Harold, an elderly gentleman, has gone with his wife to the medical center for a checkup a few days after gall bladder surgery. The surgeon, Dr. Manoukian, is pleased with Harold's condition.
As they part company, Harold offers a flowery thanks, puts his arm around the young physician and gives him a kiss on the forehead. The doctor kisses Harold in return, then puts his arm around Harold's wife and kisses her on the cheek.
Astonished, Harold's wife freezes.
What went wrong? Harold's wife was caught off-guard. She had never before been hugged or kissed by a doctor. Especially nowadays with heightened sensitivity about sexual harassment, professionals rarely express physical affection to the opposite sex. However, Dr. Manoukian was only demonstrating that he cared for Harold and his family.
Dr. Manoukian's behavior reflected his Armenian roots. In most business transactions with persons of Armenian and other Middle Eastern heritage, a more personal interest may be displayed and affection naturally given.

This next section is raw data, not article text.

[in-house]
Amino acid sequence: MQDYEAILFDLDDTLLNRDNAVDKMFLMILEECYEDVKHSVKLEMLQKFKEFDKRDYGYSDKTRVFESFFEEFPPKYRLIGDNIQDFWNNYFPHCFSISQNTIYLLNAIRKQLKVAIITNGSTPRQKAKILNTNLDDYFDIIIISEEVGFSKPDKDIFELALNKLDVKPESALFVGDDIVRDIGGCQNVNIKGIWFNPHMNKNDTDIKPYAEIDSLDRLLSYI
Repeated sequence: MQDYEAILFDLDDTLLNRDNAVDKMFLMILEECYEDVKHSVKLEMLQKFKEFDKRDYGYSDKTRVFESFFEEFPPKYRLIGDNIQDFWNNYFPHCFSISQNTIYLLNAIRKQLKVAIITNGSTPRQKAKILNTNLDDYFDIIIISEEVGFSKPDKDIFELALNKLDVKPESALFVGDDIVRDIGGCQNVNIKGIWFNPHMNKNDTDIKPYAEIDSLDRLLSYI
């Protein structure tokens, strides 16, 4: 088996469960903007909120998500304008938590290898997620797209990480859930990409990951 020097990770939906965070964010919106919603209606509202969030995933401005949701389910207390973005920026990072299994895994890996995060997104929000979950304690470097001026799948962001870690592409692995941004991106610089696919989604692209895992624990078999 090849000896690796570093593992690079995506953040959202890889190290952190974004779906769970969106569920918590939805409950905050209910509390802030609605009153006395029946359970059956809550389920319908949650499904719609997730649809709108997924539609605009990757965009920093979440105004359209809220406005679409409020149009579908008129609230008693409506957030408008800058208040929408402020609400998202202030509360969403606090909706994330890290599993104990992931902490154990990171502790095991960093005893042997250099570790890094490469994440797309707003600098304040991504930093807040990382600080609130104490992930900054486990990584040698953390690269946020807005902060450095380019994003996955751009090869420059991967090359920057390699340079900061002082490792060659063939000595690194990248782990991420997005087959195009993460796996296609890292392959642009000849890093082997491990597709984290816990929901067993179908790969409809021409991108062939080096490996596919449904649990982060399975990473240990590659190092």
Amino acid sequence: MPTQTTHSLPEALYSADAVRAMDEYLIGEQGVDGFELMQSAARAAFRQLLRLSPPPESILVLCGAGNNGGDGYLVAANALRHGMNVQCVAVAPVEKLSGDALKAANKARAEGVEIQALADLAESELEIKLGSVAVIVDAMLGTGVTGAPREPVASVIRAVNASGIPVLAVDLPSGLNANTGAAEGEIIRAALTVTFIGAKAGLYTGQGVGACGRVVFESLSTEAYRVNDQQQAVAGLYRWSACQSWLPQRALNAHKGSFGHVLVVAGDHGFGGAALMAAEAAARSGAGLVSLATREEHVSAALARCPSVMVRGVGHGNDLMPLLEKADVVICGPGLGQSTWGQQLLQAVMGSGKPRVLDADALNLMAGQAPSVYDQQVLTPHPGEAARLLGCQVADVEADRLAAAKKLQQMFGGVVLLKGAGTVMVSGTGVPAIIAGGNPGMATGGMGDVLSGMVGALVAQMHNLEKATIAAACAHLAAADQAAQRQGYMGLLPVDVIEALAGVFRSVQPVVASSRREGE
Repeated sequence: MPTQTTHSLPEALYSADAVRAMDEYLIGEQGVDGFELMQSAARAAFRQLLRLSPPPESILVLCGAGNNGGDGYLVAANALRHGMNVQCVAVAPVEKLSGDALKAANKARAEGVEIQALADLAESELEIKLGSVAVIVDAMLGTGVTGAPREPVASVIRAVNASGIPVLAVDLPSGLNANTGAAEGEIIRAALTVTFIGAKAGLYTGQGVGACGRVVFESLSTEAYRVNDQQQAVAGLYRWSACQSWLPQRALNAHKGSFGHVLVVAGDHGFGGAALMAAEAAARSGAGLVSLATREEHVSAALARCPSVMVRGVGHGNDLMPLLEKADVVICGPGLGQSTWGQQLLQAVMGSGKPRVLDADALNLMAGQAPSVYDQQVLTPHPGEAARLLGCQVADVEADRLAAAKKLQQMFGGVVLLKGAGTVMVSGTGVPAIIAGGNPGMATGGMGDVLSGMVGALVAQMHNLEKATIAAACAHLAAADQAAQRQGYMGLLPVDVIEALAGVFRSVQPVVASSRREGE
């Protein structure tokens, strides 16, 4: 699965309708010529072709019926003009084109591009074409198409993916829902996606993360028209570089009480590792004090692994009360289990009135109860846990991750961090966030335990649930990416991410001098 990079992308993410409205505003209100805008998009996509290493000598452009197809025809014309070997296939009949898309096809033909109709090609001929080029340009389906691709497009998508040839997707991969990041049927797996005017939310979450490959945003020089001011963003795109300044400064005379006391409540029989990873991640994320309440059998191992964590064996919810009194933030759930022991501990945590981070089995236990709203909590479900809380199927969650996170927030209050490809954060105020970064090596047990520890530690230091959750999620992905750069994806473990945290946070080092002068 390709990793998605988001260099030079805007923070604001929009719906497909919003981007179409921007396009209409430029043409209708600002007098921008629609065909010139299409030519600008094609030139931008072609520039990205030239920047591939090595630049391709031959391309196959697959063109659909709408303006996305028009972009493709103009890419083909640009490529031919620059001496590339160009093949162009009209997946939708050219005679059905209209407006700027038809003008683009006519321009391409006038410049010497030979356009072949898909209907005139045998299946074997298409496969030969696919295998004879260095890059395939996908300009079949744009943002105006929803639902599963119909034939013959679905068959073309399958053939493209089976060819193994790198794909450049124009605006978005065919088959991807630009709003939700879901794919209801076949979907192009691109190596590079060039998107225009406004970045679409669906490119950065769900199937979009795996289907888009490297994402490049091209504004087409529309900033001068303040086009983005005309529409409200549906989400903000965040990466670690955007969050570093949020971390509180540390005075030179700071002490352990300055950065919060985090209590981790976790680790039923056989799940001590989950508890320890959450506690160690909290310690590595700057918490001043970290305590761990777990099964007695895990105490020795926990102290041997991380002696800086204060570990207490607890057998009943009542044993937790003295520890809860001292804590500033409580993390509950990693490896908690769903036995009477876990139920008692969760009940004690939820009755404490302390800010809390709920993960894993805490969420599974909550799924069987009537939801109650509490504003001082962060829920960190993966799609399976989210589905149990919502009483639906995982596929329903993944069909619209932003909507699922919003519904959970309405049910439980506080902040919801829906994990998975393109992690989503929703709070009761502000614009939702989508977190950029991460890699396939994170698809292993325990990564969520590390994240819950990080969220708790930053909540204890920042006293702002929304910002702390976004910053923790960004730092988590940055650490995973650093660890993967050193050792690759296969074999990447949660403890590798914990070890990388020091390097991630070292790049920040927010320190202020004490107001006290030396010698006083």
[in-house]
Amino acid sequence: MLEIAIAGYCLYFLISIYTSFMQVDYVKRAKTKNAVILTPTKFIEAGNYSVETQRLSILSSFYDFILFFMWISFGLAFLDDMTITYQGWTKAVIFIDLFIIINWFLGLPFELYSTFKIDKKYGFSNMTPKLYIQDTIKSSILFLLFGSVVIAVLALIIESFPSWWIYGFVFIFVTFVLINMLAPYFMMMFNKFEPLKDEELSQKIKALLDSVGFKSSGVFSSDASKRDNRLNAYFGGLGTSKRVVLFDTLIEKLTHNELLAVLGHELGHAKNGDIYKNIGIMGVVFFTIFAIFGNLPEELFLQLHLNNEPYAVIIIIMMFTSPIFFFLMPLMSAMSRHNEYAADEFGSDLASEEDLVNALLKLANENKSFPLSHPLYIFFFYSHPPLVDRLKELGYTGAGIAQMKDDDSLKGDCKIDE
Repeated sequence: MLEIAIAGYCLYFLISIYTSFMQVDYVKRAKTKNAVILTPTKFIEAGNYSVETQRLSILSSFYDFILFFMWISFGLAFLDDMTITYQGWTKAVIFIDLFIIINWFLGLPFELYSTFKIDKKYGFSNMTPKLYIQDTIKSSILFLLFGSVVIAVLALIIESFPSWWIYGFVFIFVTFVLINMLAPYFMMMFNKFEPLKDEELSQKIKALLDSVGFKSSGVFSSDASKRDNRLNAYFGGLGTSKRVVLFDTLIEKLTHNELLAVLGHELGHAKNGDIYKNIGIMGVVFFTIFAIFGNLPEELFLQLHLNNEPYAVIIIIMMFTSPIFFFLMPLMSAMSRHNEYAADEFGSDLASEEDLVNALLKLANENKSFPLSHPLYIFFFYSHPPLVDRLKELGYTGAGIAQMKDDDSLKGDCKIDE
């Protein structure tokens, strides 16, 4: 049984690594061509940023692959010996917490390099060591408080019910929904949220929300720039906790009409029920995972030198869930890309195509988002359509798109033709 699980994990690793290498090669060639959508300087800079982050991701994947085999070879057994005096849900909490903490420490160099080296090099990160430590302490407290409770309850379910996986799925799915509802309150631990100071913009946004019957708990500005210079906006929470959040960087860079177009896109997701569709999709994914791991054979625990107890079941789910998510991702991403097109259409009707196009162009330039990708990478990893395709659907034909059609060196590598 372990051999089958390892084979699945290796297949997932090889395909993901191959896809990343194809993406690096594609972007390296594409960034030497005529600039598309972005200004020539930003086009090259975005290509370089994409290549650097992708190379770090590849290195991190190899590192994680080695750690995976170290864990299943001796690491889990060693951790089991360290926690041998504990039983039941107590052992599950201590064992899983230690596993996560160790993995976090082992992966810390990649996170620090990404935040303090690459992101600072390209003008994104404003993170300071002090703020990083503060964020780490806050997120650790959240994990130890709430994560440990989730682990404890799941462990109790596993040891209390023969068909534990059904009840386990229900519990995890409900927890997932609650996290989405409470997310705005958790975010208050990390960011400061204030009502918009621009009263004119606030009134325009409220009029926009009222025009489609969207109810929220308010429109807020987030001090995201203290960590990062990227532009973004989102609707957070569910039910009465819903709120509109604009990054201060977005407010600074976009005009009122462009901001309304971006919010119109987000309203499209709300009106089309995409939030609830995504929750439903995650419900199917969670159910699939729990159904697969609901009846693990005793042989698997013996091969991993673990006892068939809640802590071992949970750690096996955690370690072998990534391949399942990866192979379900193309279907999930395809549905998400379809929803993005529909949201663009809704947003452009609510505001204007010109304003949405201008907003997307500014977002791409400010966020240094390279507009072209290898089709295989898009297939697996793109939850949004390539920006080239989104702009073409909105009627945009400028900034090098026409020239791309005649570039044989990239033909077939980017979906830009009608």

Although the surgeon's behavior was unusual, Harold's wife felt remiss that she hadn't responded positively. However, the doctor took his cues from his patients' behavior. On subsequent visits he still hugged Harold, but only shook hands with Harold's wife.
Rule: Even in a formal doctor/patient relationship, communication styles may follow cultural traditions.